'Mugabe should name successor'

HARARE - President Robert Mugabe should name his successor and manage the transition while in office to avoid events being controlled by circumstances beyond his control, analysts contend.

First Lady Grace Mugabe recently waded into the Zanu PF succession when she urged her ageing husband to anoint a successor of his choice which will enable all party members to rally behind one candidate. Vice President Phekezela Mphoko and the youth league immediately came out in full support of the call.

Grace, who is widely believed to harbour presidential ambitions, made her comments while addressing the Zanu PF party’s women’s league in Harare where she also said the president has the right to be involved in naming his successor and that his word is final.

While political and social analysts believe it would be wise for Mugabe to name his successor, there are others who still believe the president will not give in to such demands as he has always said this was the responsibility of the Zanu PF congress.

Human rights researcher Dewa Mavhinga said Mugabe’s advanced age and the persistent and escalating bickering within his Zanu PF party over succession will force his hand to name a successor.

“It is likely that the naming of a successor will not change the current position that Mugabe will be the presidential candidate for Zanu PF in 2018. He might name a successor who will not take over immediately, but one who may remain in the wings for a while until Mugabe's eventual departure.

Mavhinga added that factions may have helped Mugabe stay at the helm for much of the 37 years since independence. “But now, for virtually everyone, the focus is on the post-Mugabe era and therefore what Mugabe needs is to name a successor who can protect his legacy, and who can begin to heal divisions and give Zanu PF a chance of survival when Mugabe is gone.”

Political analyst Hopewell Chin’ono believes first lady and Mphoko are mere actors or megaphones. “They didn't think this up. This is vintage Mugabe preparing us for an announcement of his successor. It makes sense for Mugabe to name his successor and manage the transition while in office to avoid events being controlled by circumstances beyond his control.

“If Bob were to die in office, it would leave his family at the mercy of the new leader and his surrogates, a proposition that is too dangerous for Grace considering the amount of enemies that she has made.”

Political commentator Mcdonald Lewanika is of the opinion that the pronouncements from the first lady and Mphoko are tell-tale signs, “which are indicative of what is happening internally within the faction (G40) but also within the president’s household.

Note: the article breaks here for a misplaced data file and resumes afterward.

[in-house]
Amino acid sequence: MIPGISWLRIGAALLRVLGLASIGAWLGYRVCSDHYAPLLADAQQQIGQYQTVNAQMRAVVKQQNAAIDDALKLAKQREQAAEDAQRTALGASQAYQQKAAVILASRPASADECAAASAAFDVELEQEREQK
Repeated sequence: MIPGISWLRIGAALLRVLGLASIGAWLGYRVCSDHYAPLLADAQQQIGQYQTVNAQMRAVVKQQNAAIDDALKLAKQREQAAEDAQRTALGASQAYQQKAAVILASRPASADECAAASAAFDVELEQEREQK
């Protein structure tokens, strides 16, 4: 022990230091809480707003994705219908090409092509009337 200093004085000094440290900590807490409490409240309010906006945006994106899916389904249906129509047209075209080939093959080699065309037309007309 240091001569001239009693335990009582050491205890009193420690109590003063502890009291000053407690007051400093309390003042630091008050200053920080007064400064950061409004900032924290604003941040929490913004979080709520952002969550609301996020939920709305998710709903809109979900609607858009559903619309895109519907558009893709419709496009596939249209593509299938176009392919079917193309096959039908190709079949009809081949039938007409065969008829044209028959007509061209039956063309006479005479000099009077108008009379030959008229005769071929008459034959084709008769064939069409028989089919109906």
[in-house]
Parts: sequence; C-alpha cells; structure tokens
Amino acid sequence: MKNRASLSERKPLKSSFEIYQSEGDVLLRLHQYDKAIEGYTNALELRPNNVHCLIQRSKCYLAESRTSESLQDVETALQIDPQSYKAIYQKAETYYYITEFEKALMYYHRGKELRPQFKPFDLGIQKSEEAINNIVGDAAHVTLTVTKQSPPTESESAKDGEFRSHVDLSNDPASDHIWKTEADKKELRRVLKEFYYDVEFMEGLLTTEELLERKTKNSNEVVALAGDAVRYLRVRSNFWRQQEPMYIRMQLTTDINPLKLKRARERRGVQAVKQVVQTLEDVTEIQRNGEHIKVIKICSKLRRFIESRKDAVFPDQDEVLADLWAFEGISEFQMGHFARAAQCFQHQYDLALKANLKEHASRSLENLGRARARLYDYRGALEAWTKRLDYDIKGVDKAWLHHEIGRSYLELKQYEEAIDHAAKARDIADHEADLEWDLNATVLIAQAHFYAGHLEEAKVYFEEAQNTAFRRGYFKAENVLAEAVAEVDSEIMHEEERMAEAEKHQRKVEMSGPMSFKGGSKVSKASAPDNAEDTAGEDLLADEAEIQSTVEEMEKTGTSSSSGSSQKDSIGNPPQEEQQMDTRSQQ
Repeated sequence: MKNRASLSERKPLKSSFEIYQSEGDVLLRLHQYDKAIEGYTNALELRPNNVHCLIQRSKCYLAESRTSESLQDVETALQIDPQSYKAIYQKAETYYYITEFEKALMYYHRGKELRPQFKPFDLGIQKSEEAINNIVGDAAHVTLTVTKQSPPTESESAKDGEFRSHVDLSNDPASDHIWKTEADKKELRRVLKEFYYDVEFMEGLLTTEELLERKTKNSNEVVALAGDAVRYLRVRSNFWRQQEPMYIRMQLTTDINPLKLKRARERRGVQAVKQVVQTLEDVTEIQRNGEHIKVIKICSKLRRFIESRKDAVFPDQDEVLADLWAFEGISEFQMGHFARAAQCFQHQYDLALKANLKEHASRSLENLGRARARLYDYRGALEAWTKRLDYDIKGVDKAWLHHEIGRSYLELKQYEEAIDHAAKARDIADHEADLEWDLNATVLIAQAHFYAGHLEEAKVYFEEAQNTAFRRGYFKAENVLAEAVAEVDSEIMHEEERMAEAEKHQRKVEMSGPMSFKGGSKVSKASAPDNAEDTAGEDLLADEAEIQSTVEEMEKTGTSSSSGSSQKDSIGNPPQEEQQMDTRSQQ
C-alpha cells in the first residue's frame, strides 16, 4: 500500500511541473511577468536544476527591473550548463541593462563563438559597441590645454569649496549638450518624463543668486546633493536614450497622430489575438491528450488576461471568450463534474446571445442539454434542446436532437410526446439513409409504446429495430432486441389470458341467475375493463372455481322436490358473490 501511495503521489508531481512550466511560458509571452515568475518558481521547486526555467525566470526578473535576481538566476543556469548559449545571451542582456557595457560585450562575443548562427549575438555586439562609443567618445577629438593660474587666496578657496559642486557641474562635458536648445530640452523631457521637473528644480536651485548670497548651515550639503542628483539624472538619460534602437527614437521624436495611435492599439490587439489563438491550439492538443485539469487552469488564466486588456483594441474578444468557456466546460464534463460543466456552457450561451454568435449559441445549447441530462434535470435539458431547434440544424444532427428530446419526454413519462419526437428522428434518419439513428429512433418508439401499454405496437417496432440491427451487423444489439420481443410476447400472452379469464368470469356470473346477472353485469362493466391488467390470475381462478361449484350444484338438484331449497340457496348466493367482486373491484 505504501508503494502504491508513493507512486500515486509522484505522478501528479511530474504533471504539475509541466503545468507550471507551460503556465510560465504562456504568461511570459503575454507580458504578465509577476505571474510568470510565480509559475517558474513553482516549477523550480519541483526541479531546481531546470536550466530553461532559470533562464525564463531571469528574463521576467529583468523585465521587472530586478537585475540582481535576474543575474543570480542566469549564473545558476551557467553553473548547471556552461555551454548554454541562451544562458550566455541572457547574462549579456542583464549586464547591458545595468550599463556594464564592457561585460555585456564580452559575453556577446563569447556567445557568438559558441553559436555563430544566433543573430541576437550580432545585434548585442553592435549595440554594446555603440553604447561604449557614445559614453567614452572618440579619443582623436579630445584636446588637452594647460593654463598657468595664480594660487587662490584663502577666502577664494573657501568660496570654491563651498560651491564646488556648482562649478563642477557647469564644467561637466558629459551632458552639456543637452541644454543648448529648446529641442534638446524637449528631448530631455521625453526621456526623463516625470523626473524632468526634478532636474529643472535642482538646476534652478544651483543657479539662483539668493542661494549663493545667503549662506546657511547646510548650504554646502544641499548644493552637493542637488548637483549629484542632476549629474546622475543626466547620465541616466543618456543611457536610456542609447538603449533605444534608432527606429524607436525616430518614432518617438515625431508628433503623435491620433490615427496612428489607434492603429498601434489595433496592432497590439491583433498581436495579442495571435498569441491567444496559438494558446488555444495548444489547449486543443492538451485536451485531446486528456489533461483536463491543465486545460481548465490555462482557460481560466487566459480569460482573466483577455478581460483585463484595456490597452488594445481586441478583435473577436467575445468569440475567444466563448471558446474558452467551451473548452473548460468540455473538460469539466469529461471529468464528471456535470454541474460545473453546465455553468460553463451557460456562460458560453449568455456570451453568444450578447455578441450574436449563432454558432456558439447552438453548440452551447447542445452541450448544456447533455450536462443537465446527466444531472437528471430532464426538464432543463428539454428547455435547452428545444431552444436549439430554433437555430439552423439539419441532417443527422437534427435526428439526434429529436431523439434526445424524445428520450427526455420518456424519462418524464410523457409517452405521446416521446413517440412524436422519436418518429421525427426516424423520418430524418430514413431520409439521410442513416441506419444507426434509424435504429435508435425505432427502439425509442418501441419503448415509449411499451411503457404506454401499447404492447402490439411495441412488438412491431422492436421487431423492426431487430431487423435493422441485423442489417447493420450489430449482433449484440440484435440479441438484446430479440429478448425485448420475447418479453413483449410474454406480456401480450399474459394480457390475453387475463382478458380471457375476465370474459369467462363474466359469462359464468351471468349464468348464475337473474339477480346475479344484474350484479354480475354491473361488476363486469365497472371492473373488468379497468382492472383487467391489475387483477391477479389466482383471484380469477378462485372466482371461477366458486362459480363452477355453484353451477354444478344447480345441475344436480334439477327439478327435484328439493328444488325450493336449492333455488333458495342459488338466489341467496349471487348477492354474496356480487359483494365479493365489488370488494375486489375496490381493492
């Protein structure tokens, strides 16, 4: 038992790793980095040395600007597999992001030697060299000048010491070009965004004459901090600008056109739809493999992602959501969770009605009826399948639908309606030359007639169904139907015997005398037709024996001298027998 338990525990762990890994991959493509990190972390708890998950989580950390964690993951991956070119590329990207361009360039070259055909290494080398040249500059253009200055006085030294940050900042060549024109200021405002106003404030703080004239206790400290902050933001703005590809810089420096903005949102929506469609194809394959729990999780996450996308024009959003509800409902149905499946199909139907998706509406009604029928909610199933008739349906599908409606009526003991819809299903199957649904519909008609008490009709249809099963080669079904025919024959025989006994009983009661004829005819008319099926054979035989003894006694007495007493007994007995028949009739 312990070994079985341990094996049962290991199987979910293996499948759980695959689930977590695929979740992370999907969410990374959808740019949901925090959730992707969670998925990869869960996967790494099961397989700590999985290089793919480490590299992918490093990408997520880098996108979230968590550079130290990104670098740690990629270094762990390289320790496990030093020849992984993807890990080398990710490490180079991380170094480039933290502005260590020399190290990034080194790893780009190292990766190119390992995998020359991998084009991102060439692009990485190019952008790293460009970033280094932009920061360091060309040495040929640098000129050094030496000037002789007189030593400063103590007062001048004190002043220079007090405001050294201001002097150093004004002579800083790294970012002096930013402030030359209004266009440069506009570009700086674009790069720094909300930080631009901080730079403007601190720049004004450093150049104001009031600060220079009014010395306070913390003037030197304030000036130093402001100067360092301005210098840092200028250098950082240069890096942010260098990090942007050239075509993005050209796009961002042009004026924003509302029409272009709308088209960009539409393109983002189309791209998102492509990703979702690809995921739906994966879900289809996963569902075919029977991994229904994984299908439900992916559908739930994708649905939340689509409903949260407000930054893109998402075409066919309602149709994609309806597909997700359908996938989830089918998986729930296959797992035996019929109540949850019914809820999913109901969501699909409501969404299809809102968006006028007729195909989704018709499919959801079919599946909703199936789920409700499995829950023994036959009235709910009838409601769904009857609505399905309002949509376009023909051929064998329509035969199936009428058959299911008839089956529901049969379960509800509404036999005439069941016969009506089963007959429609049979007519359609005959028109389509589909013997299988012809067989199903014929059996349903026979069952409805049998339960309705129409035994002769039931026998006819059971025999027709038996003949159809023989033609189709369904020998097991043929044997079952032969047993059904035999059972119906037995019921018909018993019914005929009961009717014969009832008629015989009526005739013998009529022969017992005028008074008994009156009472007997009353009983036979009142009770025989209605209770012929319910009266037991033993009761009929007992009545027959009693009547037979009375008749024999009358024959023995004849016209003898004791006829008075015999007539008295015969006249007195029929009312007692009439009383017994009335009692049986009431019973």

“If this is true then the likelihood is that now that the subject has been broached Mugabe is likely to either anoint a successor or institute a process which leads to a favoured successor by the time of the Zanu PF conference in December.”

Lewanika said had the calls been coming from other quarters “we could expect them to be met with the usual rhetoric around there being no vacancy in the statehouse, not least from the first lady herself, but now that this successor talk is coming from her — it is a telling sign.”

Social commentator Vivid Gwede believes Mugabe has been consistent on the fact that he will not name a successor and that it is not proper to do so.

“However, it is not clear if these growing sentiments will sway him. He knows it is not automatic that the successor will be accepted and I think that worries him.

“There is some truth to the fact that if he leaves his party faces the risk of further divisions. Let me add that as Zimbabweans we must refuse this idea of successors as appointees rather than elects.

“The correct thing is that he should oversee free and fair elections, either in the country or in his party, and the likelihood that a successor will emerge is high,” said Gwede.

He added that the Zanu PF situation is not unique because it mirrors the Communist Party of China’s situation towards the end of Mao’s reign. “Mao’s preferred successor Hua Guofen was rejected, while the one favoured by the military class prevailed. The same may just happen in Zanu PF.”

Mining activist Farai Maguwu said Mugabe has never thought of seeing another leader in Zimbabwe during his lifetime.

“He has remarkably created an impression that no one else can better govern than him. If pressure mounts on him to name a successor he will say the people will decide and when the people try to choose another leader he will say the pen can't defeat the gun.

“This patter will continue till he drops dead. If possible he would want the Zanu PF politburo to discuss succession immediately after returning from the Heroes Acre,” said Maguwu.

Political activist Tabani Moyo said the factionalism of Zanu PF boils always around August as build up to congress, but rarely do you see seismic change except change as defined by Mugabe.

“And in this case, he is yet to come in the open choosing a successor, but what is clear is that he does not want Mnangagwa near the throne and this congress is pointing to the fact that Mnangagwa will be shaken big time!”

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